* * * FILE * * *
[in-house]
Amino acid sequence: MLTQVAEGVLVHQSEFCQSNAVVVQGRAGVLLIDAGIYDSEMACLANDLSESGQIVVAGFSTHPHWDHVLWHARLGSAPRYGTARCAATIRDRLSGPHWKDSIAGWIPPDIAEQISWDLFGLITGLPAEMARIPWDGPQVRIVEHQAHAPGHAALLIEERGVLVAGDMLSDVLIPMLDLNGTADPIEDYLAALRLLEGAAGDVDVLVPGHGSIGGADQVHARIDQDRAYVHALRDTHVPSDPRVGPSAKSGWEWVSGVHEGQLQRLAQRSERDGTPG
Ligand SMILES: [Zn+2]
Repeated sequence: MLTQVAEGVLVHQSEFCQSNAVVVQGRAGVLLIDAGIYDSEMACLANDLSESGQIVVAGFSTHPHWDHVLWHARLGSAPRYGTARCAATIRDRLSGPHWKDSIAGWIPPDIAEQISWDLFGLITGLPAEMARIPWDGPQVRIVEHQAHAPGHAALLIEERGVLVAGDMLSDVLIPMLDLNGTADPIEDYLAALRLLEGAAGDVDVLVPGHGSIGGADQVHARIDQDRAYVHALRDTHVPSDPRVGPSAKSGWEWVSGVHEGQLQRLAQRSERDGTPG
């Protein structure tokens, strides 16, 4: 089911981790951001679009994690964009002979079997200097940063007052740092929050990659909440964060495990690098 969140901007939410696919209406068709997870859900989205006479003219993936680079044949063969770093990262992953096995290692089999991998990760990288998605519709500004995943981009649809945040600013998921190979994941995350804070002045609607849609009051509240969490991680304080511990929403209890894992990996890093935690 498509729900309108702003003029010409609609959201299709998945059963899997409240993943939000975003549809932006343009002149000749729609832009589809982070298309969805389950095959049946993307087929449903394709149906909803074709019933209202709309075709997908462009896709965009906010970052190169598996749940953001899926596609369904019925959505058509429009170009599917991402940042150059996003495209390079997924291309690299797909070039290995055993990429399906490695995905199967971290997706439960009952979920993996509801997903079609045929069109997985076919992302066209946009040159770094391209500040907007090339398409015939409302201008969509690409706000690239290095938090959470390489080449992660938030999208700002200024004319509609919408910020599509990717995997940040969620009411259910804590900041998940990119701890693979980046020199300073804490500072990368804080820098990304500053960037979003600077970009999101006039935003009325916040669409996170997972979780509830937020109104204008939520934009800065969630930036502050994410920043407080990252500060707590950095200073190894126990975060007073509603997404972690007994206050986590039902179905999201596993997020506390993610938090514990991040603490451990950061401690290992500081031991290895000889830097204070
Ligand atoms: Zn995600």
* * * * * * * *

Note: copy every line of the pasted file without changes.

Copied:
[in-house]
Amino acid sequence: MLTQVAEGVLVHQSEFCQSNAVVVQGRAGVLLIDAGIYDSEMACLANDLSESGQIVVAGFSTHPHWDHVLWHARLGSAPRYGTARCAATIRDRLSGPHWKDSIAGWIPPDIAEQISWDLFGLITGLPAEMARIPWDGPQVRIVEHQAHAPGHAALLIEERGVLVAGDMLSDVLIPMLDLNGTADPIEDYLAALRLLEGAAGDVDVLVPGHGSIGGADQVHARIDQDRAYVHALRDTHVPSDPRVGPSAKSGWEWVSGVHEGQLQRLAQRSERDGTPG
Ligand SMILES: [Zn+2]
Repeated sequence: MLTQVAEGVLVHQSEFCQSNAVVVQGRAGVLLIDAGIYDSEMACLANDLSESGQIVVAGFSTHPHWDHVLWHARLGSAPRYGTARCAATIRDRLSGPHWKDSIAGWIPPDIAEQISWDLFGLITGLPAEMARIPWDGPQVRIVEHQAHAPGHAALLIEERGVLVAGDMLSDVLIPMLDLNGTADPIEDYLAALRLLEGAAGDVDVLVPGHGSIGGADQVHARIDQDRAYVHALRDTHVPSDPRVGPSAKSGWEWVSGVHEGQLQRLAQRSERDGTPG
């Protein structure tokens, strides 16, 4: 089911981790951001679009994690964009002979079997200097940063007052740092929050990659909440964060495990690098 969140901007939410696919209406068709997870859900989205006479003219993936680079044949063969770093990262992953096995290692089999991998990760990288998605519709500004995943981009649809945040600013998921190979994941995350804070002045609607849609009051509240969490991680304080511990929403209890894992990996890093935690 498509729900309108702003003029010409609609959201299709998945059963899997409240993943939000975003549809932006343009002149000749729609832009589809982070298309969805389950095959049946993307087929449903394709149906909803074709019933209202709309075709997908462009896709965009906010970052190169598996749940953001899926596609369904019925959505058509429009170009599917991402940042150059996003495209390079997924291309690299797909070039290995055993990429399906490695995905199967971290997706439960009952979920993996509801997903079609045929069109997985076919992302066209946009040159770094391209500040907007090339398409015939409302201008969509690409706000690239290095938090959470390489080449992660938030999208700002200024004319509609919408910020599509990717995997940040969620009411259910804590900041998940990119701890693979980046020199300073804490500072990368804080820098990304500053960037979003600077970009999101006039935003009325916040669409996170997972979780509830937020109104204008939520934009800065969630930036502050994410920043407080990252500060707590950095200073190894126990975060007073509603997404972690007994206050986590039902179905999201596993997020506390993610938090514990991040603490451990950061401690290992500081031991290895000889830097204070
Ligand atoms: Zn995600």